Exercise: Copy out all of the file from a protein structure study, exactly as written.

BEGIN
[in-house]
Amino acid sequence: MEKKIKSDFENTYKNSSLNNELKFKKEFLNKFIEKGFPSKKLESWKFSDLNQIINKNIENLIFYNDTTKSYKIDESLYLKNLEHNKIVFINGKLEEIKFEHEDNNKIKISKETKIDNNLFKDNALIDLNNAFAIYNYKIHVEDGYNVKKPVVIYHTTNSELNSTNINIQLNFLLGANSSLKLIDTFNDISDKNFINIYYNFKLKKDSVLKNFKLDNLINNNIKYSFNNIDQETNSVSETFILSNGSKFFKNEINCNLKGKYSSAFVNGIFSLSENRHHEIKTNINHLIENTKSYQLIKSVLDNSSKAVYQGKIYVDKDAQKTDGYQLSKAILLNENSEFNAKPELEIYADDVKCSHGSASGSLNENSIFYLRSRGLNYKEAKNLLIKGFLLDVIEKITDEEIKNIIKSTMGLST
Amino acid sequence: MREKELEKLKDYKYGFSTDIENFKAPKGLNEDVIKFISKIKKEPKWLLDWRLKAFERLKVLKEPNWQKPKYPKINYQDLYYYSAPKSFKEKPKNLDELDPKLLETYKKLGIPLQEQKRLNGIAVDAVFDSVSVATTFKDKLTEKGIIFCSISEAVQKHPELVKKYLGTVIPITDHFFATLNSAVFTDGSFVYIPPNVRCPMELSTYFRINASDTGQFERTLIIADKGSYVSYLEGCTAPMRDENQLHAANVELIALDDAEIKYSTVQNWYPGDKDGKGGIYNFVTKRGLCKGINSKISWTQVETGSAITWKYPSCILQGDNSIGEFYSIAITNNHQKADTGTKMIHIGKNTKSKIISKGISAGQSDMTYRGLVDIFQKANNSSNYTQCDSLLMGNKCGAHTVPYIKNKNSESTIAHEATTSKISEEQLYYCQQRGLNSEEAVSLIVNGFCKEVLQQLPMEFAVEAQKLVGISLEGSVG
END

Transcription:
[in-house]
Amino acid sequence: MEKKIKSDFENTYKNSSLNNELKFKKEFLNKFIEKGFPSKKLESWKFSDLNQIINKNIENLIFYNDTTKSYKIDESLYLKNLEHNKIVFINGKLEEIKFEHEDNNKIKISKETKIDNNLFKDNALIDLNNAFAIYNYKIHVEDGYNVKKPVVIYHTTNSELNSTNINIQLNFLLGANSSLKLIDTFNDISDKNFINIYYNFKLKKDSVLKNFKLDNLINNNIKYSFNNIDQETNSVSETFILSNGSKFFKNEINCNLKGKYSSAFVNGIFSLSENRHHEIKTNINHLIENTKSYQLIKSVLDNSSKAVYQGKIYVDKDAQKTDGYQLSKAILLNENSEFNAKPELEIYADDVKCSHGSASGSLNENSIFYLRSRGLNYKEAKNLLIKGFLLDVIEKITDEEIKNIIKSTMGLST
Amino acid sequence: MREKELEKLKDYKYGFSTDIENFKAPKGLNEDVIKFISKIKKEPKWLLDWRLKAFERLKVLKEPNWQKPKYPKINYQDLYYYSAPKSFKEKPKNLDELDPKLLETYKKLGIPLQEQKRLNGIAVDAVFDSVSVATTFKDKLTEKGIIFCSISEAVQKHPELVKKYLGTVIPITDHFFATLNSAVFTDGSFVYIPPNVRCPMELSTYFRINASDTGQFERTLIIADKGSYVSYLEGCTAPMRDENQLHAANVELIALDDAEIKYSTVQNWYPGDKDGKGGIYNFVTKRGLCKGINSKISWTQVETGSAITWKYPSCILQGDNSIGEFYSIAITNNHQKADTGTKMIHIGKNTKSKIISKGISAGQSDMTYRGLVDIFQKANNSSNYTQCDSLLMGNKCGAHTVPYIKNKNSESTIAHEATTSKISEEQLYYCQQRGLNSEEAVSLIVNGFCKEVLQQLPMEFAVEAQKLVGISLEGSVG